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Title: The social construction of professional shame for undergraduate engineering students
Abstract Background

Shame is a deeply painful emotion people feel when they perceive that they have fallen short of socially constructed expectations. In this study,professional shamerefers to shame experiences that stem from people's perceptions that they have failed to meet expectations or standards that are relevant to their identities in a professional domain. While socially constructed expectations placed on engineering students have been implicitly addressed in the engineering education literature, they have rarely been the subject of specific inquiry.


As part of a broader study on professional shame in engineering, we investigated the co‐construction of social worlds that place expectations on engineering students.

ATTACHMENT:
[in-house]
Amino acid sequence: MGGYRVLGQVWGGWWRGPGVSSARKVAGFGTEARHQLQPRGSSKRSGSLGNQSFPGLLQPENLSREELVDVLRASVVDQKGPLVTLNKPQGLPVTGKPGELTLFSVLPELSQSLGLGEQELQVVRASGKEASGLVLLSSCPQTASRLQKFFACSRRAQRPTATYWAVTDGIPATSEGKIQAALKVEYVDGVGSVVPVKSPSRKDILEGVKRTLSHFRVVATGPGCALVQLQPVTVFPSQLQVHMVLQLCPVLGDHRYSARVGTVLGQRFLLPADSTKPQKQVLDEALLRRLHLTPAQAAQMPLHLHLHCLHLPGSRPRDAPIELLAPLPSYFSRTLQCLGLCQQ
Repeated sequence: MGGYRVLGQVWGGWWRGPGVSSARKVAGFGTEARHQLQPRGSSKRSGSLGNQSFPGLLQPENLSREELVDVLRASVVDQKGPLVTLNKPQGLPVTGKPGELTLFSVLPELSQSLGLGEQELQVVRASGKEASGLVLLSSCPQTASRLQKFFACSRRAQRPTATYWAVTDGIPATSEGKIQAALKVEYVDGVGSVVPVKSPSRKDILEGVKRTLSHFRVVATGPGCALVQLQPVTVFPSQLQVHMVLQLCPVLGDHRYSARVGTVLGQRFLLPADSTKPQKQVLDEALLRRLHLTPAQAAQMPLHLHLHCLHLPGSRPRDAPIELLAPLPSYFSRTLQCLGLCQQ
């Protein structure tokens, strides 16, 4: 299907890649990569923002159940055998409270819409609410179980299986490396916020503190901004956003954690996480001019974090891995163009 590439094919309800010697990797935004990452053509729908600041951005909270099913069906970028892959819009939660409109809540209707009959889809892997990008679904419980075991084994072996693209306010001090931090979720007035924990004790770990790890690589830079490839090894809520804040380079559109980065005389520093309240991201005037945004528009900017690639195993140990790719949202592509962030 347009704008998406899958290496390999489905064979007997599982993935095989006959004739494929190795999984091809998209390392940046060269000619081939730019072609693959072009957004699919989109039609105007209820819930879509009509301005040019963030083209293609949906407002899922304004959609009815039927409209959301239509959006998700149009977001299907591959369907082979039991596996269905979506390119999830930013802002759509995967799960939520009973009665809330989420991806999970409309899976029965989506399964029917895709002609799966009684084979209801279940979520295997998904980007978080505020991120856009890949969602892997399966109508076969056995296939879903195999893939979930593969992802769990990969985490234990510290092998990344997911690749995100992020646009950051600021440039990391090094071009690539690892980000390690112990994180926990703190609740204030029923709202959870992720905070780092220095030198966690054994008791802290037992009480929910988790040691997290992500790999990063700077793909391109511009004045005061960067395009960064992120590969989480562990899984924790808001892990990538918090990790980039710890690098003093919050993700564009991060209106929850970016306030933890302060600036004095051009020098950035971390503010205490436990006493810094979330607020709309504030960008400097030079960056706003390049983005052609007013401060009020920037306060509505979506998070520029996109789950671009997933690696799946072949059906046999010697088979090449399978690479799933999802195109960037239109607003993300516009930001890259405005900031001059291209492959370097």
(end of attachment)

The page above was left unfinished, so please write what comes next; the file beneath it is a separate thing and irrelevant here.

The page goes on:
We conducted 10 ethnographic focus groups with undergraduate engineering students from two universities. These groups were either heterogeneous or homogeneous, regarding racial and gender identity, to examine multiple social realities.


We present significant findings related to engineering students' collective noticing, defining, and experiencing of social worlds. The findings give a sense of overlapping but distinct social realities among student groups and highlight how failing to meet expectations can contribute to deeply painful emotional responses. We also note when students' responses reproduce, resist, or redefine the broader cultural norms in which the students are embedded.


The study has implications more » for the theoretical exploration of shame, engineering education research on identity and diversity and inclusion, and the messaging and interactions in which the engineering education community engages.

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Award ID(s):
Publication Date:
Journal Name:
Journal of Engineering Education
Page Range or eLocation-ID:
p. 861-884
Wiley Blackwell (John Wiley & Sons)
Sponsoring Org:
National Science Foundation
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